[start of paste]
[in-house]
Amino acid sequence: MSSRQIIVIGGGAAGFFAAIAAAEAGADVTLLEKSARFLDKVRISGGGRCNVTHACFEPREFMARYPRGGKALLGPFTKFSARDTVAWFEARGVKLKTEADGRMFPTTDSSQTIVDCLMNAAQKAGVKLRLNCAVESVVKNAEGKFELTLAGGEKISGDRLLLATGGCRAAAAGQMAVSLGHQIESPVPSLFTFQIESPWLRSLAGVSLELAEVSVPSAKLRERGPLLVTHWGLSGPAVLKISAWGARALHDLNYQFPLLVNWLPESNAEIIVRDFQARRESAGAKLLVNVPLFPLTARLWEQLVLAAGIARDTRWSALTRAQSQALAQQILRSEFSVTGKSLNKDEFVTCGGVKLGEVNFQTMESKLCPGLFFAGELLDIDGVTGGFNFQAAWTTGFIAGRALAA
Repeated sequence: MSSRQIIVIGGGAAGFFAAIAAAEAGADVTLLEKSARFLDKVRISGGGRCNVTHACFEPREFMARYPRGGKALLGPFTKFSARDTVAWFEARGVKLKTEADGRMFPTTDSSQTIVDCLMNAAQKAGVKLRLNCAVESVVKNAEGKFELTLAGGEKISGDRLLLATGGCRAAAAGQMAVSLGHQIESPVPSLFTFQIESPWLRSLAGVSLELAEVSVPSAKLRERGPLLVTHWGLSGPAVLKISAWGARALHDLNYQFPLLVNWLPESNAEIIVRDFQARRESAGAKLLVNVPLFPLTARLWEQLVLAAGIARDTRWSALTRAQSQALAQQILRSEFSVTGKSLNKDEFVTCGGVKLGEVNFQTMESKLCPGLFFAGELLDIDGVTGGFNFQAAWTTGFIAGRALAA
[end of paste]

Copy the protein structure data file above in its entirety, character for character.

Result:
[in-house]
Amino acid sequence: MSSRQIIVIGGGAAGFFAAIAAAEAGADVTLLEKSARFLDKVRISGGGRCNVTHACFEPREFMARYPRGGKALLGPFTKFSARDTVAWFEARGVKLKTEADGRMFPTTDSSQTIVDCLMNAAQKAGVKLRLNCAVESVVKNAEGKFELTLAGGEKISGDRLLLATGGCRAAAAGQMAVSLGHQIESPVPSLFTFQIESPWLRSLAGVSLELAEVSVPSAKLRERGPLLVTHWGLSGPAVLKISAWGARALHDLNYQFPLLVNWLPESNAEIIVRDFQARRESAGAKLLVNVPLFPLTARLWEQLVLAAGIARDTRWSALTRAQSQALAQQILRSEFSVTGKSLNKDEFVTCGGVKLGEVNFQTMESKLCPGLFFAGELLDIDGVTGGFNFQAAWTTGFIAGRALAA
Repeated sequence: MSSRQIIVIGGGAAGFFAAIAAAEAGADVTLLEKSARFLDKVRISGGGRCNVTHACFEPREFMARYPRGGKALLGPFTKFSARDTVAWFEARGVKLKTEADGRMFPTTDSSQTIVDCLMNAAQKAGVKLRLNCAVESVVKNAEGKFELTLAGGEKISGDRLLLATGGCRAAAAGQMAVSLGHQIESPVPSLFTFQIESPWLRSLAGVSLELAEVSVPSAKLRERGPLLVTHWGLSGPAVLKISAWGARALHDLNYQFPLLVNWLPESNAEIIVRDFQARRESAGAKLLVNVPLFPLTARLWEQLVLAAGIARDTRWSALTRAQSQALAQQILRSEFSVTGKSLNKDEFVTCGGVKLGEVNFQTMESKLCPGLFFAGELLDIDGVTGGFNFQAAWTTGFIAGRALAA